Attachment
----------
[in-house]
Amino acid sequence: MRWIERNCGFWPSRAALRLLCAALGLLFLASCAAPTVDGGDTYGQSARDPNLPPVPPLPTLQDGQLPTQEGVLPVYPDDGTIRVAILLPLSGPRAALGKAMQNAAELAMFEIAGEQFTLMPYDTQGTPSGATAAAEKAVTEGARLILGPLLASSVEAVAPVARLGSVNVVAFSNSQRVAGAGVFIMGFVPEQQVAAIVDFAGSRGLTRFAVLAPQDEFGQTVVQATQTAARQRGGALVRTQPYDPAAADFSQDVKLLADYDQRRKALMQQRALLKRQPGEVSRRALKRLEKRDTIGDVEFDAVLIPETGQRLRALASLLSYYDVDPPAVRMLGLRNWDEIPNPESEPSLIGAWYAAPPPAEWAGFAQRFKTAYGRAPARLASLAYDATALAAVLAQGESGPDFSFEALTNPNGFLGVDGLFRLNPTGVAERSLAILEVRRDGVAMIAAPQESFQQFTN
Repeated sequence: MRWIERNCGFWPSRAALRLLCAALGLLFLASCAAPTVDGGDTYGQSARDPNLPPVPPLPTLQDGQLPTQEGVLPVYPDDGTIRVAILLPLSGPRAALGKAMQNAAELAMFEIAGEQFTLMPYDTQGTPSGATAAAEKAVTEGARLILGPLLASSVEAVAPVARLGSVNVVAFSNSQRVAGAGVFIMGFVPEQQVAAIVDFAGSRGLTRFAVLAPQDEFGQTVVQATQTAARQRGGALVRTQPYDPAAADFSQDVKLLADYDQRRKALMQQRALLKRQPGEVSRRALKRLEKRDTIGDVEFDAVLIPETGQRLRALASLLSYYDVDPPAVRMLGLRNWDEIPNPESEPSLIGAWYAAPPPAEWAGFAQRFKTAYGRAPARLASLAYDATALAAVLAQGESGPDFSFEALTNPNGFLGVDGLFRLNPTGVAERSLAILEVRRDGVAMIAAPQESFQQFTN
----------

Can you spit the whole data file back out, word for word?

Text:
[in-house]
Amino acid sequence: MRWIERNCGFWPSRAALRLLCAALGLLFLASCAAPTVDGGDTYGQSARDPNLPPVPPLPTLQDGQLPTQEGVLPVYPDDGTIRVAILLPLSGPRAALGKAMQNAAELAMFEIAGEQFTLMPYDTQGTPSGATAAAEKAVTEGARLILGPLLASSVEAVAPVARLGSVNVVAFSNSQRVAGAGVFIMGFVPEQQVAAIVDFAGSRGLTRFAVLAPQDEFGQTVVQATQTAARQRGGALVRTQPYDPAAADFSQDVKLLADYDQRRKALMQQRALLKRQPGEVSRRALKRLEKRDTIGDVEFDAVLIPETGQRLRALASLLSYYDVDPPAVRMLGLRNWDEIPNPESEPSLIGAWYAAPPPAEWAGFAQRFKTAYGRAPARLASLAYDATALAAVLAQGESGPDFSFEALTNPNGFLGVDGLFRLNPTGVAERSLAILEVRRDGVAMIAAPQESFQQFTN
Repeated sequence: MRWIERNCGFWPSRAALRLLCAALGLLFLASCAAPTVDGGDTYGQSARDPNLPPVPPLPTLQDGQLPTQEGVLPVYPDDGTIRVAILLPLSGPRAALGKAMQNAAELAMFEIAGEQFTLMPYDTQGTPSGATAAAEKAVTEGARLILGPLLASSVEAVAPVARLGSVNVVAFSNSQRVAGAGVFIMGFVPEQQVAAIVDFAGSRGLTRFAVLAPQDEFGQTVVQATQTAARQRGGALVRTQPYDPAAADFSQDVKLLADYDQRRKALMQQRALLKRQPGEVSRRALKRLEKRDTIGDVEFDAVLIPETGQRLRALASLLSYYDVDPPAVRMLGLRNWDEIPNPESEPSLIGAWYAAPPPAEWAGFAQRFKTAYGRAPARLASLAYDATALAAVLAQGESGPDFSFEALTNPNGFLGVDGLFRLNPTGVAERSLAILEVRRDGVAMIAAPQESFQQFTN